“Bilbo saw that the moment had come when he must do something.”
― J.R.R. Tolkien, The Hobbit
As I explained in Chapter 1, while being very pleased with the sound of my newly constructed eTap2hw echo box I really wanted a way to store some settings for the tunes I played regularly.
My previous echo machine had been a Zoom RFX2000 with the EFTP programs from Charlie Hall. These programs or patches were numbered from 0-42 on the Zoom’s two digit seven-segment display and they came with a list of suggested patches for the common tunes by The Shadows.
The Zoom RFX2000 displays two-digit preset numbers
Having been able to compare the sound of the RFX2000, which I had been previously pretty happy with, to the warmer and more ‘analog’ sounding eTap2hw, I decided to try to add the ability to store the settings for the tunes to the eTap2hw so I could recall them easily. The Zoom RFX2000 still required you to either remember or look up the patch number in a printed list of tunes.
My original short ‘wish list’ was something along the lines of:
- Ability to name patches, for example “Apache” or “Wonderful Land”.
- Be able to adjust the effect parameters by using real knobs,
- and store and recall these settings easily.
To which I added, as possible future additions:
- Interface via USB with a computer for backing up and restoring patches
- Addition of MIDI control to select patches, possibly by using a MIDI foot controller or by sending program change messages from a sequencer playing the backing track.
About this time I discovered some forum postings by a guy in the USA called Johan Forrer who had come up with a design for the automation circuit and had produced a simple version of the software to drive it, for the Arduino platform. When I got in touch with Johan he very kindly and with no hesitation, sent me the source code for his automation.
One of Johan Forrer’s early prototypes with basic automation from October 2012.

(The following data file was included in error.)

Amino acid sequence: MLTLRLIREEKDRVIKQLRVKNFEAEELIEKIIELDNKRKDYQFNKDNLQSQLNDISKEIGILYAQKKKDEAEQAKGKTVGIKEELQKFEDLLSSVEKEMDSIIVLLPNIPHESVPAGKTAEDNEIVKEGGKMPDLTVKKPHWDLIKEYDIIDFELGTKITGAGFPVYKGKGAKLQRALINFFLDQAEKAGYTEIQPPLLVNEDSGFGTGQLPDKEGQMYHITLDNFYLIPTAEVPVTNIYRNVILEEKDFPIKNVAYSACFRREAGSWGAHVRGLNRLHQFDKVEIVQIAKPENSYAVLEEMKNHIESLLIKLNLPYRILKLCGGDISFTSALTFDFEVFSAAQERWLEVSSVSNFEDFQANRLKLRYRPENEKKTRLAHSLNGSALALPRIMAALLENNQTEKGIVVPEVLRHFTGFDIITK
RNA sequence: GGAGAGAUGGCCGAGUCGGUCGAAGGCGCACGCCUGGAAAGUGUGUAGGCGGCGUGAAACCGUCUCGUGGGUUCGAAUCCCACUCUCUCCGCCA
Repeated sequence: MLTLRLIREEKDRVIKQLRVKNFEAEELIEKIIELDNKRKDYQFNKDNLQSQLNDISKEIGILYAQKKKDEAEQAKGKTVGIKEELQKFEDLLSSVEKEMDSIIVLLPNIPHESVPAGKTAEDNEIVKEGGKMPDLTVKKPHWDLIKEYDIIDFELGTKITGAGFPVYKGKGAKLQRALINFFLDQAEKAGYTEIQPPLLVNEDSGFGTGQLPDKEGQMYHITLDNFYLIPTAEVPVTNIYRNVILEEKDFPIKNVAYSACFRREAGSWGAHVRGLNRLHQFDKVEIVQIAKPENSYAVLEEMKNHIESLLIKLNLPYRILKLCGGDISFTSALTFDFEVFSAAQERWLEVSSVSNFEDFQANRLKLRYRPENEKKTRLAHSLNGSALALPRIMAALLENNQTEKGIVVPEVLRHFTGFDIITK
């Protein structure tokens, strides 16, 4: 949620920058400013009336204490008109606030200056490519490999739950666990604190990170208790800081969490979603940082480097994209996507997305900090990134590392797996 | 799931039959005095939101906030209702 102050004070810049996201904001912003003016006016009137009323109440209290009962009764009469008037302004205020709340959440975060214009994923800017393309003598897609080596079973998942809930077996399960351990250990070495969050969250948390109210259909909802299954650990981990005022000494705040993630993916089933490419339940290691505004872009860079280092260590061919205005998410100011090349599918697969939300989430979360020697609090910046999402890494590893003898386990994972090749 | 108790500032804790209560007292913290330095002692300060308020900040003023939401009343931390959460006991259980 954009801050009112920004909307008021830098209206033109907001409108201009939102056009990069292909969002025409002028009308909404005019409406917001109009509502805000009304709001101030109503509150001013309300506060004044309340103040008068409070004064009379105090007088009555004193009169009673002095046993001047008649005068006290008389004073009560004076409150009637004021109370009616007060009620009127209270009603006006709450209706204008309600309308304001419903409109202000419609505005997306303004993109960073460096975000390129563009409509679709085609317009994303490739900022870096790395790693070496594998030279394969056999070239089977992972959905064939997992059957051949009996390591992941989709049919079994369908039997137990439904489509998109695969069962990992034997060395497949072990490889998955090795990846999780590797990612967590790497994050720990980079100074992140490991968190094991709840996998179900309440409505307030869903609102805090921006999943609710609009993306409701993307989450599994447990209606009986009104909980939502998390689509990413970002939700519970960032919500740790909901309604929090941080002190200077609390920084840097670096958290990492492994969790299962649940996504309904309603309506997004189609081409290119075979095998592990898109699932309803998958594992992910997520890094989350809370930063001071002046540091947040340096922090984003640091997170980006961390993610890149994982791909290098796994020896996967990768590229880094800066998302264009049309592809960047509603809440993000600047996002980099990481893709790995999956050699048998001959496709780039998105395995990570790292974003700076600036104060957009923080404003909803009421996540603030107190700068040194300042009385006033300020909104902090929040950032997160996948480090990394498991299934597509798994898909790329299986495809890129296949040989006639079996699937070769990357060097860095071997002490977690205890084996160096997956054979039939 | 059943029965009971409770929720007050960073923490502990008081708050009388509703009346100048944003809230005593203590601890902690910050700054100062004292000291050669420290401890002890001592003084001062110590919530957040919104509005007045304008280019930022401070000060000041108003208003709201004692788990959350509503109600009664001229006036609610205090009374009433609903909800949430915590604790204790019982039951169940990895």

Having studied his code I quickly realised it wouldn’t fulfil my basic requirement of being able to name the patches to match the tunes: he had allowed for 8 presets (basically one for each of the 8 emulations in Piet’s SKRM-eTap2hw module) and only four user patches which could not be named, only referred to by number. Each could use any of the 8 emulation presets and you could set the values of the three parameters of each by hitting the up and down buttons but there was no provision for setting the parameters with real knobs.
Johan’s code did, however, have the basic structure that would be needed so, with his permission, I started to ‘hack’ it and add the features I’d planned. First though I needed the hardware on which to run the automation and, whilst Johan had built his own Atmel Arduino-like microcontroller circuit I decided to go for an off the shelf Arduino Uno and an LCD/Buttons shield kit from Adafruit.
The latter would be more or less essential to leave enough free inputs and outputs on the Arduino to satisfy my ambitious plans. As it connects to the Arduino via the I2C bus, it required only two input/output lines to operate both the LCD and the buttons, rather than the more normal parallel LCD drive which needs up to seven of the Arduino’s precious digital pins.
In the manual eTap2hw design the three parameter pots are connected directly to the SKRM module’s P0, P1 and P2 inputs. These each provide a variable DC voltage between 0 and 3.3V that is read by the DSP code running on the FV-1 chip on the module and can used to alter the parameters, depending on what the code has been designed to do. Piet’s eTap2hw code mainly used P0 to control the mix of wet and dry signal, P1 was a program or ‘heads’ control which usually emulated the heads switch on the Meazzi and Vox echo machines and P2 was usually controlling the feedback or ‘repeats’ of the echoes.
To automate the system these pots had to be disconnected from the echo module and instead the voltages they were outputting would be read by three analog inputs on the Arduino. As the Arduino operates at 5V logic levels and the FV-1 operates at 3.3V logic levels, the pots would have to be wired to GND and +5V rather than +3.3V and some sort of interface would be needed to drop the Arduino’s ‘analog’ outputs to a 0 – 3.3V range.